Forest bioeconomy, bioenergy and bioproducts

Video - Forest-based bioenergy

Link to video
Dr. David Paré, a forest ecosystem sustainability scientist, discusses forest-based bioenergy in Canada. Duration: 4:14

Biomass is a term for the biological material that comes from living or recently living plants, including trees—from their roots, trunks and branches to their bark, needles, leaves and fruit.

Canada’s forests therefore represent a tremendously abundant source of biomass. This is a significant advantage because biomass is a resource of rapidly growing importance in what many analysts refer to as the burgeoning global “bioeconomy.” Biomass is the basis for making renewable bioenergy, biofuels and other bioproducts that are increasingly replacing fossil-fuel based products.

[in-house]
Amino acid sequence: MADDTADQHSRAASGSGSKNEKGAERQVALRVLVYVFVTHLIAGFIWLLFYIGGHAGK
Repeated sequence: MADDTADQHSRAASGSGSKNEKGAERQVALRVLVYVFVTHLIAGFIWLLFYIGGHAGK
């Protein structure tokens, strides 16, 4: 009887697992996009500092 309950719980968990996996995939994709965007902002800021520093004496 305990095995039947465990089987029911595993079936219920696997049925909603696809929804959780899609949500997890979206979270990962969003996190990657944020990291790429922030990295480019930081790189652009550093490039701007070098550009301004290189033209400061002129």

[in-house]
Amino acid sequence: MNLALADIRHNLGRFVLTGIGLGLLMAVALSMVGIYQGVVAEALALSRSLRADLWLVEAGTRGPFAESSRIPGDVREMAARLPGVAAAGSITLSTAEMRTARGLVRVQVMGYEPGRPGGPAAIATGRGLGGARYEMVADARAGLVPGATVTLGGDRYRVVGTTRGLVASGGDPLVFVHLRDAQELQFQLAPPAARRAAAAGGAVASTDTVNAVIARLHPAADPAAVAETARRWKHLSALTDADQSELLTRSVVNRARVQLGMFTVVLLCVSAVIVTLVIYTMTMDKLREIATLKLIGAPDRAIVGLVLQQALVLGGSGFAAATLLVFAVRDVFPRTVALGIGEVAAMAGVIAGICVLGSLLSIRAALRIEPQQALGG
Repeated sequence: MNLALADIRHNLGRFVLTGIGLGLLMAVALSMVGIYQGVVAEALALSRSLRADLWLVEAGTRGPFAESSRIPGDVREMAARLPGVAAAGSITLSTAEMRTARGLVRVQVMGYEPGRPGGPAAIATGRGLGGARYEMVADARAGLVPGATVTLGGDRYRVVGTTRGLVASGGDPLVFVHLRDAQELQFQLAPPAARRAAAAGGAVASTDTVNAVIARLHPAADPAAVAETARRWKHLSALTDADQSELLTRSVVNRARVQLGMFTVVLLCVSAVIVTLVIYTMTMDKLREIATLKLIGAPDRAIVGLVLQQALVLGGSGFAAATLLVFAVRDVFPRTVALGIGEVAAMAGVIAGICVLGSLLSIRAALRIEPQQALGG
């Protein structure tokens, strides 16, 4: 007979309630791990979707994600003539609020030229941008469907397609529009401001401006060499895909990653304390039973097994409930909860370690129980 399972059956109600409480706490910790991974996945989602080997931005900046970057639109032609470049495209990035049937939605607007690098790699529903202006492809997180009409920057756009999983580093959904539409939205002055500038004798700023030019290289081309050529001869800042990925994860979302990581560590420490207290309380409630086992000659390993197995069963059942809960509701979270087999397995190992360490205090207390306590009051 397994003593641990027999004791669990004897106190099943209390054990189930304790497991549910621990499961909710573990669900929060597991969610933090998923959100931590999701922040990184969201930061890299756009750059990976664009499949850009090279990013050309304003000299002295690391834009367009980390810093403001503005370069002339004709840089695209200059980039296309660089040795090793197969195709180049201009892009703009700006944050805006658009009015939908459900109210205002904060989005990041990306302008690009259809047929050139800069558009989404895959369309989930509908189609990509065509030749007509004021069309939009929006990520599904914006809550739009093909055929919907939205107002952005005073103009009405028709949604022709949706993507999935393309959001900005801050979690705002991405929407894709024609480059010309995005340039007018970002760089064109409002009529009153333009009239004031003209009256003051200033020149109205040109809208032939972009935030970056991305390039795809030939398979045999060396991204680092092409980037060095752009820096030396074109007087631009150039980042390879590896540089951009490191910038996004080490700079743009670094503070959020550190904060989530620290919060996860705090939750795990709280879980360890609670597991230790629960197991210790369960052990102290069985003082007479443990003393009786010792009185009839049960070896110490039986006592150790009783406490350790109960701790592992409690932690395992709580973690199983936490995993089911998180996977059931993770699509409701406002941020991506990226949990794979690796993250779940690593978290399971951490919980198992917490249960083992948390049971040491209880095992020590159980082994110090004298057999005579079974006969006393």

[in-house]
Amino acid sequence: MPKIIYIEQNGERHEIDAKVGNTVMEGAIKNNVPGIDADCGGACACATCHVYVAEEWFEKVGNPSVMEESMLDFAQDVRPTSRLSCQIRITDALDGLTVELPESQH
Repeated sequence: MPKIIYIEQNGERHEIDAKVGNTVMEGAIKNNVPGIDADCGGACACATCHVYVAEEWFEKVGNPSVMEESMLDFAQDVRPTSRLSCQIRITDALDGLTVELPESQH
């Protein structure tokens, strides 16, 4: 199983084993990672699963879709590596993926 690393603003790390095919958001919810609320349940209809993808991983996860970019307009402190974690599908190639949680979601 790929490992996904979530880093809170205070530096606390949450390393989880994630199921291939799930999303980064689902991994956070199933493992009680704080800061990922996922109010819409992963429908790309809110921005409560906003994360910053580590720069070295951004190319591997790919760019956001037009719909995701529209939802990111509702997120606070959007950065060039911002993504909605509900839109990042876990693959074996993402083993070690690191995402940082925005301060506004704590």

The enormous potential of biomass for Canada’s forest products industry was analyzed in the industry-led Bio-pathways Project begun in 2009. Results from Phase II of the project were released in February 2011. The analysis clearly shows the promising potential of new technologies and bioproducts for boosting the economic sustainability of the forest industry in Canada. The benefits will come in part from using the by-products of traditional forestry processes to create new high value-added bioproducts.

Key sources of forest biomass

Forest biomass for use in bioenergy and other bioproducts comes from several sources:

  • residues or by-products left over from manufacturing processes
  • biomass plantations (for example, fast-growing willow or poplar species)
  • harvest residues
  • trees and branches removed during the thinning of forest stands
  • construction and demolition waste
  • trees killed by natural disturbances such as fire, insects or disease

The majority of processed biomass comes from the first source—manufacturing residues. The other sources, by comparison, remain largely untapped to date.